Labor union representatives in western Iowa say organized labor has been under attack, but they are continuing to fight for working people.
Earlier this year, the Iowa Supreme Court upheld a 2017 law that limited bargaining rights for some public employees. Scott Punteney, the president of the Western Iowa Labor Federation, said despite "attacks" and setbacks like this, Iowa’s unions are still strong and are still fighting.
“And organized labor will always be here and we’ll always continue to fight for issues important to us, issues that are important to all people who work for a living,” Punteney said. "We're not going to give up – as long as there's working people, there's always going to be a labor movement."
Punteney said his federation will be actively encouraging its members to participate in the 2020 Iowa Caucuses this February and to put their support behind candidates with strong policies for unions and workers. He said he has talked with many of the candidates about issues such as health care and wages.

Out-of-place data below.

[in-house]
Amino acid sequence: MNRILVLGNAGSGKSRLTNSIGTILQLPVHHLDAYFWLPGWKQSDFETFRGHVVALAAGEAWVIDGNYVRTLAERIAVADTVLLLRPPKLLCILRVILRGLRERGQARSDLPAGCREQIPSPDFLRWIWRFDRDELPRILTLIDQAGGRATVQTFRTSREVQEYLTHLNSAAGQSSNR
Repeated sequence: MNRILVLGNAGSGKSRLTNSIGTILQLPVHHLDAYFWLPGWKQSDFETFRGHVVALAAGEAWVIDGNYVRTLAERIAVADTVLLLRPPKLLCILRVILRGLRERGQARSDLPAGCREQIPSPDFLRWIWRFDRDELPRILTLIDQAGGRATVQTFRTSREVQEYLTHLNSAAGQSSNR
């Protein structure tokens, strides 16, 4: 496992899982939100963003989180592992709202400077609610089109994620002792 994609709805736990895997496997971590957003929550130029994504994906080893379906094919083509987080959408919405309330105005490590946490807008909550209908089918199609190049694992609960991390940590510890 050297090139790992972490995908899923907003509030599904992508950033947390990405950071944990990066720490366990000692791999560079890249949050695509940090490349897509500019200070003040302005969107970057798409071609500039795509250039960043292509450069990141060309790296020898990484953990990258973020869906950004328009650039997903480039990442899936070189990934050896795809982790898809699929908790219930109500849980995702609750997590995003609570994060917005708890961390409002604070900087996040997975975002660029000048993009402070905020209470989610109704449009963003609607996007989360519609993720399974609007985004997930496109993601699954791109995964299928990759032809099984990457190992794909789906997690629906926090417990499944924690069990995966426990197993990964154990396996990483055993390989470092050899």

“Those are the issues I feel whenever a presidential campaign comes through, needs to be talking about, and talking about workers’ issues,” Punteney said.
The Western Iowa Labor Federation hosted an annual Labor Day picnic in Sioux City – a celebration for union members, non-union workers and people who care about the workforce in general.
Jose Bustos, a local campaign coordinator for the United Food and Commercial Workers, a labor union for food, manufacturing and other industries, said he feels organized labor is doing well in Iowa though more needs to be done to protect workers. Bustos said, for his union, negotiations to reach new contracts are sometimes a struggle.
“Some of those companies, big corporations, fight back, you know, really bad,” Bustos said. “Luckily [for] the UFCW in Iowa, we’re having good luck with our strategy we use to negotiate those contracts.”
Bustos said the strategy is all about unity and that when all workers are united, they share better contracts.